Intro

The country of Papua New Guinea comprises the eastern half of the New Guinea island (the western half is part of the country of Indonesia) that rests like a disjoined puzzle piece off the northern coast of Australia. Commercial coffee production began in earnest in the region in the late 1920s, and is now the country’s second most important agricultural export after palm oil.

Located not terribly far from the agricultural market hub of Kainantu in the Eastern Highlands of Papua New Guinea, a coffee cooperative called Timuza is operating in a community called Namura. Boasting a little over 200 members, Timuza is brand new to the Royal Coffee family but has quickly earned a place among the top lots arriving from Papua New Guinea this season, one of which is this Crown Jewel selection.

Small one and two hectare farm plots are the norm for cooperative members here, who are often intercropping their coffee with shade trees and harvesting other food crops like yams and cassava. The cooperative provides training on an extensive variety of topics including coffee husbandry, gender equality, and personal financial management. Using certified organic products and traditional processing methods (including fermentation in hand-woven bilum bags), the cooperative aced its recent entry in a national cupping competition, placing first in August 2016 out of over 40 participating groups and over one hundred samples.

Green

This blend of Arabica varieties is comprised of heirloom Typica, the spontaneously occurring Bourbon-Typica hybrid Mundo Novo first identified in Brazil, and Arusha, a Bourbon descendant originating in Tanzania and seen exclusively there and in PNG.

The lot is graded A/X which, according to Papua New Guinea’s unique and slightly confusing system, means that it is a mixed size lot with a maximum allowable visual defect count of 10 per kilogram. It’s pretty large in size, about 85% size 16 and up with a long-seed appearance fairly common among Pacific island coffees. Moderate density numbers and a middle-of-the-road moisture content are paired with a slightly high water activity reading indicating the coffee could respond more quickly than normal to application of heat prior to first crack. Check Jen’s notes below on roasting for best results.

Taste

Roast

My first roast, PR-493, of this large screen sized coffee caught me off guard just before the start of the Maillard reaction. The momentum of the roast began to plummet before I made my second gas adjustment. This delayed response resulted in a longer total roast time and a darker colortrack reading than our second roast.

My second roast, PR-494, started with the same charge temperature, but this time I increased the gas well before the initiation of the Maillard reactions. This produced a curve with a better incline for roast development, but perhaps too short of an overall roast time.

On the cupping table, PR-493 displayed deeper condensed fruit flavors like blackberry compote and grilled pineapple with hints of tobacco and vanilla. The second roast, PR-494, had a more clean and vibrant acidity with pineapple, mango, lychee, and starfruit. If I was to roast this coffee again, I would walk a line between the two roasts by applying enough heat to get past the slump just before Maillard, but then back off the heat dramatically to increase the total overall time of the roast due to the size of the bean. This is a lovely and dynamic coffee to add to any menu.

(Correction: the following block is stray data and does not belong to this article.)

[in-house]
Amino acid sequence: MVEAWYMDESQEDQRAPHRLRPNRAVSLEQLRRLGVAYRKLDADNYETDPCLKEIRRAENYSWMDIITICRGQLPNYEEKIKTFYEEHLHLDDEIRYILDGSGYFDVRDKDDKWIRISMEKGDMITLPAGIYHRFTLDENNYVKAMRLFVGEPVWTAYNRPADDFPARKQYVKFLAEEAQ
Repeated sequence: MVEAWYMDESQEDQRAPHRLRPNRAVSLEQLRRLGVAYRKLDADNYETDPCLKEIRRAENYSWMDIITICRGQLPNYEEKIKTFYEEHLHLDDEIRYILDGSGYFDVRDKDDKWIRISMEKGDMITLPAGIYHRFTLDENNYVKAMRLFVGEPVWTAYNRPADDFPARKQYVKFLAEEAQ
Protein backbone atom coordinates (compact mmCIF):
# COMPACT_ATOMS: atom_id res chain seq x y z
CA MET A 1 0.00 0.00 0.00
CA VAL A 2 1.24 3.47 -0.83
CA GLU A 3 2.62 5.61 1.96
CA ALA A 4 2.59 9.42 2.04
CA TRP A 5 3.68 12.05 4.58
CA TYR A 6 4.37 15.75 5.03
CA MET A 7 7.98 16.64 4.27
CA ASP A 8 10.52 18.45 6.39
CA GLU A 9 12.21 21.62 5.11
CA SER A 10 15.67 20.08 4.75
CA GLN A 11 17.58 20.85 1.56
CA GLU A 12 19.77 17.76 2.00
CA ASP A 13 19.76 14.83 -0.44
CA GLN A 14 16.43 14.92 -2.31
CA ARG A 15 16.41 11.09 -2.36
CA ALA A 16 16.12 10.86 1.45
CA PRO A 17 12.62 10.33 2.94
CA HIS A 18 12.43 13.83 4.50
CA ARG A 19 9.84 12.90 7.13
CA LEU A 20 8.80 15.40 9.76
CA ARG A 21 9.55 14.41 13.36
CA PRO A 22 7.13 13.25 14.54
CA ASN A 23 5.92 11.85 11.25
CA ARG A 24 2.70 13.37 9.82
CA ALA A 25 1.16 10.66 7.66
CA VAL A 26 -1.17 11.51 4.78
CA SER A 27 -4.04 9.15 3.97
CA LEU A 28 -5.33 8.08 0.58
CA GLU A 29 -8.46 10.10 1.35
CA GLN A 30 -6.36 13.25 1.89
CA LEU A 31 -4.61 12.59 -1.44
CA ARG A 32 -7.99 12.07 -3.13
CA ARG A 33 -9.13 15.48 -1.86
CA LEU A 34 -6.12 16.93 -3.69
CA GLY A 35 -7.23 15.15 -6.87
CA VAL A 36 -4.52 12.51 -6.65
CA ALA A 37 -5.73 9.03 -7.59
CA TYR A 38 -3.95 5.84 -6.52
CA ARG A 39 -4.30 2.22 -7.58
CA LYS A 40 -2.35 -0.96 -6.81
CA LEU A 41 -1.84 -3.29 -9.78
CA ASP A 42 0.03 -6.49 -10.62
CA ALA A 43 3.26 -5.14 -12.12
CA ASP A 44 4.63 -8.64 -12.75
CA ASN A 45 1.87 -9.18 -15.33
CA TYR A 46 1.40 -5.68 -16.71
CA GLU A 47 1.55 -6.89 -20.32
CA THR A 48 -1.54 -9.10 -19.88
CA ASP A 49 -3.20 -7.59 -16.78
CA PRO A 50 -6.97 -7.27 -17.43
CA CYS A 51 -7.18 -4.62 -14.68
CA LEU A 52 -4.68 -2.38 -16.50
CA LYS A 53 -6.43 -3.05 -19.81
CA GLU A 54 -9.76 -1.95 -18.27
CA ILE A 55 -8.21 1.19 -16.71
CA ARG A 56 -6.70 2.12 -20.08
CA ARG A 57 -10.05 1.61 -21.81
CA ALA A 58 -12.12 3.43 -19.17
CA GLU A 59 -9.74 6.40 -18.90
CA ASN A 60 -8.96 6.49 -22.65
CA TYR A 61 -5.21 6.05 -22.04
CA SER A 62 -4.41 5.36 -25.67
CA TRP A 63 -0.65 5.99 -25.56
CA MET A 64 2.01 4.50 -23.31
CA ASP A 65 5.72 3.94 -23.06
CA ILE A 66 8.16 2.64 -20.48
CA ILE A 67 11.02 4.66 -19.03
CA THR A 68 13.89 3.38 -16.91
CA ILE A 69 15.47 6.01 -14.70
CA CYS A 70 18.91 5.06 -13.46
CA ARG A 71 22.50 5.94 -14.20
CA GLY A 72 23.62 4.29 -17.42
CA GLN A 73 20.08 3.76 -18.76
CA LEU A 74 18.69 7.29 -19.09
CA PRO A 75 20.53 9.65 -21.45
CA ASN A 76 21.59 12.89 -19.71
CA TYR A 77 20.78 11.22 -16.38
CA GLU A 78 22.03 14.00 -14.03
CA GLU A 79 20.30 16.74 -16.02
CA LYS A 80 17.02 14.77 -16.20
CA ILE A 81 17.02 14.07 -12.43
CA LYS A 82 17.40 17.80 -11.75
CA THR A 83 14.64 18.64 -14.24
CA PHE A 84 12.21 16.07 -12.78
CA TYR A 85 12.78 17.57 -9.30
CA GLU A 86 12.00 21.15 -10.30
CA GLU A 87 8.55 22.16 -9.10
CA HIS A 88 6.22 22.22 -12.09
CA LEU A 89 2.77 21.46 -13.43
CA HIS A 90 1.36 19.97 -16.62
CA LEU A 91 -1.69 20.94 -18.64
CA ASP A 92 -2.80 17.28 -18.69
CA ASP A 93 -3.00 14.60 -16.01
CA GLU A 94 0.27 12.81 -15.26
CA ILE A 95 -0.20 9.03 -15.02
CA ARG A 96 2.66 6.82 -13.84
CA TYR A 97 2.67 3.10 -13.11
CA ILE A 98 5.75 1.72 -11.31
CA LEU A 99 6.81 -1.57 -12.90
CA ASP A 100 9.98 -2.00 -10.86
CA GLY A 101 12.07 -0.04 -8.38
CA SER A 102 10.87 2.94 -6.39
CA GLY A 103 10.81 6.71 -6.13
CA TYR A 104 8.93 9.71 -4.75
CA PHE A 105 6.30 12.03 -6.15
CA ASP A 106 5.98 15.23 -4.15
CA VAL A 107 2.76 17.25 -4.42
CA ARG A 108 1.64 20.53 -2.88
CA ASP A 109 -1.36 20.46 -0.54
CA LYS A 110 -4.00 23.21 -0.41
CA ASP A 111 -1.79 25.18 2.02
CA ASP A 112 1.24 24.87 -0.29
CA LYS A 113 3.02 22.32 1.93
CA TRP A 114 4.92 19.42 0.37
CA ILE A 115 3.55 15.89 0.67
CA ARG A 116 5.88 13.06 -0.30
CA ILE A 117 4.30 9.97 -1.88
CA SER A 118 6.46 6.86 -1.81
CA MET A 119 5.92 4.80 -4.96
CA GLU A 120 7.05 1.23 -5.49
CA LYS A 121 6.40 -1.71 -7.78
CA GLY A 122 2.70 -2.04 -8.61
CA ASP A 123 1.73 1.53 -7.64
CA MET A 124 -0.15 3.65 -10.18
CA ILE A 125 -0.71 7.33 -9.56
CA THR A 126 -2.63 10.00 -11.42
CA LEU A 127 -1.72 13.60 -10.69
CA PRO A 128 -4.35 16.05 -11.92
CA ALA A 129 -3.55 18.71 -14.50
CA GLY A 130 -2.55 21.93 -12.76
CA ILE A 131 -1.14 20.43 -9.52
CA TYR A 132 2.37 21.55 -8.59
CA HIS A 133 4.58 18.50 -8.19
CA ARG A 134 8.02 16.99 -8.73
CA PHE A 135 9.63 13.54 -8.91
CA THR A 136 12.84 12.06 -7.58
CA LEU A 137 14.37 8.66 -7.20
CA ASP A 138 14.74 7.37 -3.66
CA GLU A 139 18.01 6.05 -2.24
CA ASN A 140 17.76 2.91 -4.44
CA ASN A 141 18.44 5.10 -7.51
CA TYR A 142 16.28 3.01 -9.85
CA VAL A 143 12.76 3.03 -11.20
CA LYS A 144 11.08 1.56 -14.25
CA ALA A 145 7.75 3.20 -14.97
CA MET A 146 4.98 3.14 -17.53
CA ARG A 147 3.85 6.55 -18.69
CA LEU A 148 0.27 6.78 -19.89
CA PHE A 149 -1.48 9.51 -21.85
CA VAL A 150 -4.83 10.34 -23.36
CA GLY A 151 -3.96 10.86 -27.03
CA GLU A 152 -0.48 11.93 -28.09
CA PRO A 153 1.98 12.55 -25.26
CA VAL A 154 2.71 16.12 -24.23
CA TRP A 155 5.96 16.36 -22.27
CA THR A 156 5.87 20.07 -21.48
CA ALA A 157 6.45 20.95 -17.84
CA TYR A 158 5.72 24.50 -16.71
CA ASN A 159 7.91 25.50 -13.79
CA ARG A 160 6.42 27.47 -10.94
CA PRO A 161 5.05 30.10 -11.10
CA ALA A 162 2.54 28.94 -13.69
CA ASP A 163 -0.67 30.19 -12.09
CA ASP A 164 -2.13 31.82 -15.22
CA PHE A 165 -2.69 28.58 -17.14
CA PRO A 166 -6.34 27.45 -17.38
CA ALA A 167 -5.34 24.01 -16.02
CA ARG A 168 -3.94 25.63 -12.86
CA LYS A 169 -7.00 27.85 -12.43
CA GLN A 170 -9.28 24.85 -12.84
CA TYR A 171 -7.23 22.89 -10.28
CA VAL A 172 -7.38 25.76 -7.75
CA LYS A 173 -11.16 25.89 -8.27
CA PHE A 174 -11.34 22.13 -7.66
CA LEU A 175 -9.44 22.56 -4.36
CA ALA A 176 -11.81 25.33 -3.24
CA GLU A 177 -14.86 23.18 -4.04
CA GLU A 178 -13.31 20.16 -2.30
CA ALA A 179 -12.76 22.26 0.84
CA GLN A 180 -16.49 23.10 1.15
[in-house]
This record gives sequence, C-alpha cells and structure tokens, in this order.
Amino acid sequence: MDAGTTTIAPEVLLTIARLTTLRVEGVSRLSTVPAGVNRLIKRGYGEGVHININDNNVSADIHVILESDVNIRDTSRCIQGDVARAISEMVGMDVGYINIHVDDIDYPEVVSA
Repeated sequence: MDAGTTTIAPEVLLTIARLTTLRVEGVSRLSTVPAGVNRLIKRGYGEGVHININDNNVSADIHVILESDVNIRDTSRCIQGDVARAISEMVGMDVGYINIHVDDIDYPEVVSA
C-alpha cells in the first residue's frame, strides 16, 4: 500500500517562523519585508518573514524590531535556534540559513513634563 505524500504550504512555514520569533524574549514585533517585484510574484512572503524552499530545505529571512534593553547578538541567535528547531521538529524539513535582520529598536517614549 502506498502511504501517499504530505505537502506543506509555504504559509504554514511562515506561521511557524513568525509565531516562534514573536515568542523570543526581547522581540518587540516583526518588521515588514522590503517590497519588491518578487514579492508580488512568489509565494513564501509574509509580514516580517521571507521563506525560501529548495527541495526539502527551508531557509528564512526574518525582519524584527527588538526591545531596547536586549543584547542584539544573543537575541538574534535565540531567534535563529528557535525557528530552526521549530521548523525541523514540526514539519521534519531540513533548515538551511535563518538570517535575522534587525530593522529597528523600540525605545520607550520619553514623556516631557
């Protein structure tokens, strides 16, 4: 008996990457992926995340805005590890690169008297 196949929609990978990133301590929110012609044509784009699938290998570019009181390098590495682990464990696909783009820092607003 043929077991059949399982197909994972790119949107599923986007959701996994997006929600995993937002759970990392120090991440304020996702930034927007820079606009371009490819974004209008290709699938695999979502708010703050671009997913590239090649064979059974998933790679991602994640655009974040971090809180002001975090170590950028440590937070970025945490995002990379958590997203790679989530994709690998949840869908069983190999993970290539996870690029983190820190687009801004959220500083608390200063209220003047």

Brew

This coffee was a perfect complement to a rainy day here at our Emeryville offices. As the wind whipped rain about and our view of San Francisco became obscured, we were thankful for this warming coffee clearing up the fog in our heads. Most of our crew preferred PR-493 for its bright and peachy countenance. Plenty of vanilla and gentle cherry in the finish made this a balanced and eminently quaffable roast.

PR-494 packed a bit more of an acidic punch, but today called for something a bit milder. Perhaps it was all the punch we had over the holidays? The lemon-lime tartness was not lost on us, however, and this later roast had a bit of a pleasant sugary chocolate finish.

Both roasts seemed similarly soluble, but PR-494 poured through significantly faster. No harm no foul; both brews turned out to be very easy drinking.

Origin Information

Grower
Namura/Timuza Coffee Cooperative
Variety
Arusha, Mundo Novo, Typica
Region
Eastern Highlands Province, Papua New Guinea
Harvest
April - September
Altitude
1,420 – 1,600 meters
Soil
Volcanic loam
Process
Fully washed and dried in the sun
Certifications

Background Details

This coffee is sourced from family-owned farms organized around The Timuza Coffee Cooperative, which represents over 200 small-holder farmers of the Kamano tribal group, located southwest of Kainantu in the hamlets surrounding Namura town. The soils are are a mix of black & brownish red loam, with predominately traditional typica grown under casuarina and albizia shade trees. Average farm size is 1.4 hectares per family, with adjacent gardens for cultivation of food crops such as sweet potato, taro, and cassava. Farmers have received training and assistance in financial management, gender equality, coffee husbandry and standards for processing through local partners. The harvest takes place from April through September, with selective harvest of ripe cherry, manually pulping, fermentation in traditional bilum bags, washing, and full sun-drying. In 2016, Timuza placed 1st in the National Cupping Competition.